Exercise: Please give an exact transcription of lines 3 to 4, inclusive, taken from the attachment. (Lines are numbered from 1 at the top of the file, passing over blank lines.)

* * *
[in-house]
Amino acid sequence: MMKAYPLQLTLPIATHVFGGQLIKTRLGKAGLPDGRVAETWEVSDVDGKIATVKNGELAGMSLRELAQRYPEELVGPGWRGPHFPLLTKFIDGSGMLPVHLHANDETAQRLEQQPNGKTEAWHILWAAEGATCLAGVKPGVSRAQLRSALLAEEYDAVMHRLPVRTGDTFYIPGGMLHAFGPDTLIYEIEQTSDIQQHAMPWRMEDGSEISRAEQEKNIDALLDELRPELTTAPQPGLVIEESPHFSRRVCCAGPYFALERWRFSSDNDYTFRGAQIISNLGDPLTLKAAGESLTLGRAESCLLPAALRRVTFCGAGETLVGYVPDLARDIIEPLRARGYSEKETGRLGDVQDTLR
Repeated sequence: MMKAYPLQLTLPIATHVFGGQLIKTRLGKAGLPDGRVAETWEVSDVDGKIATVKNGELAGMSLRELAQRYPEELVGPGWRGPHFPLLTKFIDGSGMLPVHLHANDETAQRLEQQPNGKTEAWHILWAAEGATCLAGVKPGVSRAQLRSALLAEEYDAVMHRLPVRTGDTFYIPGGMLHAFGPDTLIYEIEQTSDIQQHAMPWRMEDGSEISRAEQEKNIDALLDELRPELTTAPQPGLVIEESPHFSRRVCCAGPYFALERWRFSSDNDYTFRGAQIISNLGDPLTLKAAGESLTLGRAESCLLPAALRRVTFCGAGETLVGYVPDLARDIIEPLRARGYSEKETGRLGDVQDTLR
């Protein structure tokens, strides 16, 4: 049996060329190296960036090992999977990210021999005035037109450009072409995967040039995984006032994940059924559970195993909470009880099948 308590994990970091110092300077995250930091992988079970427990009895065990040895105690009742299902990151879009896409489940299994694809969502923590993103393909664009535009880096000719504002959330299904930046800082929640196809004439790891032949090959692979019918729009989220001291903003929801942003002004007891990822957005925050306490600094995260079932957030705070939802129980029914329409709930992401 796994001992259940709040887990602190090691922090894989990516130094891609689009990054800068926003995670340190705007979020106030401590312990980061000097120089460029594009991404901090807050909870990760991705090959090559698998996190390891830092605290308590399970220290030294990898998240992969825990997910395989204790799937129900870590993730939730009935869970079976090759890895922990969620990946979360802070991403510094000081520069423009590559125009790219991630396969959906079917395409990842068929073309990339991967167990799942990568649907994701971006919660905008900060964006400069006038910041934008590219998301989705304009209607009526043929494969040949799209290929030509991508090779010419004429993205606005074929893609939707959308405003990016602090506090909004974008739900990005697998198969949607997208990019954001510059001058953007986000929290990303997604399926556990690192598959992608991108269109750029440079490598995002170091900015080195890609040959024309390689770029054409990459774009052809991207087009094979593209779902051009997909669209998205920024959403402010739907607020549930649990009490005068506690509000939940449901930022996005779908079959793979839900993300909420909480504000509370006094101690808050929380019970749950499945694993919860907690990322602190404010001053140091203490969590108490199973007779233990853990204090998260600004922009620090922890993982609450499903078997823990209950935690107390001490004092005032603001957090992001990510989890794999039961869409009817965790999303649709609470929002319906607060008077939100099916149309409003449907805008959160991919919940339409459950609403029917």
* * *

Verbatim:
Repeated sequence: MMKAYPLQLTLPIATHVFGGQLIKTRLGKAGLPDGRVAETWEVSDVDGKIATVKNGELAGMSLRELAQRYPEELVGPGWRGPHFPLLTKFIDGSGMLPVHLHANDETAQRLEQQPNGKTEAWHILWAAEGATCLAGVKPGVSRAQLRSALLAEEYDAVMHRLPVRTGDTFYIPGGMLHAFGPDTLIYEIEQTSDIQQHAMPWRMEDGSEISRAEQEKNIDALLDELRPELTTAPQPGLVIEESPHFSRRVCCAGPYFALERWRFSSDNDYTFRGAQIISNLGDPLTLKAAGESLTLGRAESCLLPAALRRVTFCGAGETLVGYVPDLARDIIEPLRARGYSEKETGRLGDVQDTLR
């Protein structure tokens, strides 16, 4: 049996060329190296960036090992999977990210021999005035037109450009072409995967040039995984006032994940059924559970195993909470009880099948 308590994990970091110092300077995250930091992988079970427990009895065990040895105690009742299902990151879009896409489940299994694809969502923590993103393909664009535009880096000719504002959330299904930046800082929640196809004439790891032949090959692979019918729009989220001291903003929801942003002004007891990822957005925050306490600094995260079932957030705070939802129980029914329409709930992401 796994001992259940709040887990602190090691922090894989990516130094891609689009990054800068926003995670340190705007979020106030401590312990980061000097120089460029594009991404901090807050909870990760991705090959090559698998996190390891830092605290308590399970220290030294990898998240992969825990997910395989204790799937129900870590993730939730009935869970079976090759890895922990969620990946979360802070991403510094000081520069423009590559125009790219991630396969959906079917395409990842068929073309990339991967167990799942990568649907994701971006919660905008900060964006400069006038910041934008590219998301989705304009209607009526043929494969040949799209290929030509991508090779010419004429993205606005074929893609939707959308405003990016602090506090909004974008739900990005697998198969949607997208990019954001510059001058953007986000929290990303997604399926556990690192598959992608991108269109750029440079490598995002170091900015080195890609040959024309390689770029054409990459774009052809991207087009094979593209779902051009997909669209998205920024959403402010739907607020549930649990009490005068506690509000939940449901930022996005779908079959793979839900993300909420909480504000509370006094101690808050929380019970749950499945694993919860907690990322602190404010001053140091203490969590108490199973007779233990853990204090998260600004922009620090922890993982609450499903078997823990209950935690107390001490004092005032603001957090992001990510989890794999039961869409009817965790999303649709609470929002319906607060008077939100099916149309409003449907805008959160991919919940339409459950609403029917």